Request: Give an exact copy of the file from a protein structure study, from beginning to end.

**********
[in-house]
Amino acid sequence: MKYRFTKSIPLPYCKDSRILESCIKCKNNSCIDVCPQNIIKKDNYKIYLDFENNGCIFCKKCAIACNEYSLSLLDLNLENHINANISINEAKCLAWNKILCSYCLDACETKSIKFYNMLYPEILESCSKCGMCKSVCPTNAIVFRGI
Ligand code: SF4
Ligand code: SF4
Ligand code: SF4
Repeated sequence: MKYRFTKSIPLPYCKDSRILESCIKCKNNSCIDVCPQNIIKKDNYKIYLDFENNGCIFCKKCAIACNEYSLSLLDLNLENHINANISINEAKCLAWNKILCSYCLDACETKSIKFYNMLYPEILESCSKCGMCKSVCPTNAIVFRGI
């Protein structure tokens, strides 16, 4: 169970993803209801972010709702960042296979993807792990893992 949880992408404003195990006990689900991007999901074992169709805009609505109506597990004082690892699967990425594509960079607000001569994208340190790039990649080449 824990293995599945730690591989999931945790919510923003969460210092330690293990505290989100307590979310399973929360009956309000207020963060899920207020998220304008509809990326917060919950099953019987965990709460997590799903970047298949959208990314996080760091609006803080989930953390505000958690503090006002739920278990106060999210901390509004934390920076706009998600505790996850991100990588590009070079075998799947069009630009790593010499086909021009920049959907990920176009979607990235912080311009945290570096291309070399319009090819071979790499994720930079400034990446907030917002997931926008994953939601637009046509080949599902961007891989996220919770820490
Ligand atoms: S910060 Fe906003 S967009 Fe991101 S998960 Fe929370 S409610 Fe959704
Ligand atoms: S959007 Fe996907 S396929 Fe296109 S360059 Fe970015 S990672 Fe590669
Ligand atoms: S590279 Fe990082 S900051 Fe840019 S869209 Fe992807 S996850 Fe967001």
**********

[in-house]
Amino acid sequence: MKYRFTKSIPLPYCKDSRILESCIKCKNNSCIDVCPQNIIKKDNYKIYLDFENNGCIFCKKCAIACNEYSLSLLDLNLENHINANISINEAKCLAWNKILCSYCLDACETKSIKFYNMLYPEILESCSKCGMCKSVCPTNAIVFRGI
Ligand code: SF4
Ligand code: SF4
Ligand code: SF4
Repeated sequence: MKYRFTKSIPLPYCKDSRILESCIKCKNNSCIDVCPQNIIKKDNYKIYLDFENNGCIFCKKCAIACNEYSLSLLDLNLENHINANISINEAKCLAWNKILCSYCLDACETKSIKFYNMLYPEILESCSKCGMCKSVCPTNAIVFRGI
């Protein structure tokens, strides 16, 4: 169970993803209801972010709702960042296979993807792990893992 949880992408404003195990006990689900991007999901074992169709805009609505109506597990004082690892699967990425594509960079607000001569994208340190790039990649080449 824990293995599945730690591989999931945790919510923003969460210092330690293990505290989100307590979310399973929360009956309000207020963060899920207020998220304008509809990326917060919950099953019987965990709460997590799903970047298949959208990314996080760091609006803080989930953390505000958690503090006002739920278990106060999210901390509004934390920076706009998600505790996850991100990588590009070079075998799947069009630009790593010499086909021009920049959907990920176009979607990235912080311009945290570096291309070399319009090819071979790499994720930079400034990446907030917002997931926008994953939601637009046509080949599902961007891989996220919770820490
Ligand atoms: S910060 Fe906003 S967009 Fe991101 S998960 Fe929370 S409610 Fe959704
Ligand atoms: S959007 Fe996907 S396929 Fe296109 S360059 Fe970015 S990672 Fe590669
Ligand atoms: S590279 Fe990082 S900051 Fe840019 S869209 Fe992807 S996850 Fe967001």